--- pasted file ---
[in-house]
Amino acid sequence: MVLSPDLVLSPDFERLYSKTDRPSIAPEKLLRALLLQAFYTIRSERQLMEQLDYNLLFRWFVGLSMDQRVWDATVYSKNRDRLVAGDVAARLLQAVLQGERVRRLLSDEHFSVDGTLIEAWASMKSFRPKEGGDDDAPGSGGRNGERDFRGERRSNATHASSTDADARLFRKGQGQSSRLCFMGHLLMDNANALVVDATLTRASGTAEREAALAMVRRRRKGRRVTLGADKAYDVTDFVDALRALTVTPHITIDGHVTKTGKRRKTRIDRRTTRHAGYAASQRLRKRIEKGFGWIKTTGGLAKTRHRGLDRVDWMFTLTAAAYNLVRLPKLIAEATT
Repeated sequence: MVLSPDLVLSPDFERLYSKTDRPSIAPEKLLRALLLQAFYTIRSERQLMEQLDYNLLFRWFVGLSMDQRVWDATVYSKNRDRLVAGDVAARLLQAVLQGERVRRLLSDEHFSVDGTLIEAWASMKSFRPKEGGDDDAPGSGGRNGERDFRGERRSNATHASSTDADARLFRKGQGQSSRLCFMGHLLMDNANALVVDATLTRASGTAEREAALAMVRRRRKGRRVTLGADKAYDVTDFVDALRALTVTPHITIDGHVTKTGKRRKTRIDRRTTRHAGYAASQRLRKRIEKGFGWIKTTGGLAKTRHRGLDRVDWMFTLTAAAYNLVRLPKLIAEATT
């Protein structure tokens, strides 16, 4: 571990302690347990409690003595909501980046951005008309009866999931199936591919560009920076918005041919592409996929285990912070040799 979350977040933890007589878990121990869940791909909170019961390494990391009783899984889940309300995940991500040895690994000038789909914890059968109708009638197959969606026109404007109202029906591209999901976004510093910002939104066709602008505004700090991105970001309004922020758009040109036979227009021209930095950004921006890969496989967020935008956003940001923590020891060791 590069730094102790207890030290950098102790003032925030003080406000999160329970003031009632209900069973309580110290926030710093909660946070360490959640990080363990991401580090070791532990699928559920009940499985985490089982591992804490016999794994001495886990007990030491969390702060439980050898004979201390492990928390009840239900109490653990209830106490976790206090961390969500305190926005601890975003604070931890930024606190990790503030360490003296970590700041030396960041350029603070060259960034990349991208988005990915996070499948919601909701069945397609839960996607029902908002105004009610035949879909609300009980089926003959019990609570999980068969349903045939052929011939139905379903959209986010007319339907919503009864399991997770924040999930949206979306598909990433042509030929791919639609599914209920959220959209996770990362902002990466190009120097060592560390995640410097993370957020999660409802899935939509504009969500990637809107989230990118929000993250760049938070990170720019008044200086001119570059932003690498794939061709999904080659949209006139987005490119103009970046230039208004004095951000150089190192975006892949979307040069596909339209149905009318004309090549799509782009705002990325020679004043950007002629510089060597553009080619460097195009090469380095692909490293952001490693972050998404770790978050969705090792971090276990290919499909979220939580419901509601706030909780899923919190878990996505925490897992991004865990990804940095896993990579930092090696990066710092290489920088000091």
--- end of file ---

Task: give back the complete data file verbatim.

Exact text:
[in-house]
Amino acid sequence: MVLSPDLVLSPDFERLYSKTDRPSIAPEKLLRALLLQAFYTIRSERQLMEQLDYNLLFRWFVGLSMDQRVWDATVYSKNRDRLVAGDVAARLLQAVLQGERVRRLLSDEHFSVDGTLIEAWASMKSFRPKEGGDDDAPGSGGRNGERDFRGERRSNATHASSTDADARLFRKGQGQSSRLCFMGHLLMDNANALVVDATLTRASGTAEREAALAMVRRRRKGRRVTLGADKAYDVTDFVDALRALTVTPHITIDGHVTKTGKRRKTRIDRRTTRHAGYAASQRLRKRIEKGFGWIKTTGGLAKTRHRGLDRVDWMFTLTAAAYNLVRLPKLIAEATT
Repeated sequence: MVLSPDLVLSPDFERLYSKTDRPSIAPEKLLRALLLQAFYTIRSERQLMEQLDYNLLFRWFVGLSMDQRVWDATVYSKNRDRLVAGDVAARLLQAVLQGERVRRLLSDEHFSVDGTLIEAWASMKSFRPKEGGDDDAPGSGGRNGERDFRGERRSNATHASSTDADARLFRKGQGQSSRLCFMGHLLMDNANALVVDATLTRASGTAEREAALAMVRRRRKGRRVTLGADKAYDVTDFVDALRALTVTPHITIDGHVTKTGKRRKTRIDRRTTRHAGYAASQRLRKRIEKGFGWIKTTGGLAKTRHRGLDRVDWMFTLTAAAYNLVRLPKLIAEATT
């Protein structure tokens, strides 16, 4: 571990302690347990409690003595909501980046951005008309009866999931199936591919560009920076918005041919592409996929285990912070040799 979350977040933890007589878990121990869940791909909170019961390494990391009783899984889940309300995940991500040895690994000038789909914890059968109708009638197959969606026109404007109202029906591209999901976004510093910002939104066709602008505004700090991105970001309004922020758009040109036979227009021209930095950004921006890969496989967020935008956003940001923590020891060791 590069730094102790207890030290950098102790003032925030003080406000999160329970003031009632209900069973309580110290926030710093909660946070360490959640990080363990991401580090070791532990699928559920009940499985985490089982591992804490016999794994001495886990007990030491969390702060439980050898004979201390492990928390009840239900109490653990209830106490976790206090961390969500305190926005601890975003604070931890930024606190990790503030360490003296970590700041030396960041350029603070060259960034990349991208988005990915996070499948919601909701069945397609839960996607029902908002105004009610035949879909609300009980089926003959019990609570999980068969349903045939052929011939139905379903959209986010007319339907919503009864399991997770924040999930949206979306598909990433042509030929791919639609599914209920959220959209996770990362902002990466190009120097060592560390995640410097993370957020999660409802899935939509504009969500990637809107989230990118929000993250760049938070990170720019008044200086001119570059932003690498794939061709999904080659949209006139987005490119103009970046230039208004004095951000150089190192975006892949979307040069596909339209149905009318004309090549799509782009705002990325020679004043950007002629510089060597553009080619460097195009090469380095692909490293952001490693972050998404770790978050969705090792971090276990290919499909979220939580419901509601706030909780899923919190878990996505925490897992991004865990990804940095896993990579930092090696990066710092290489920088000091």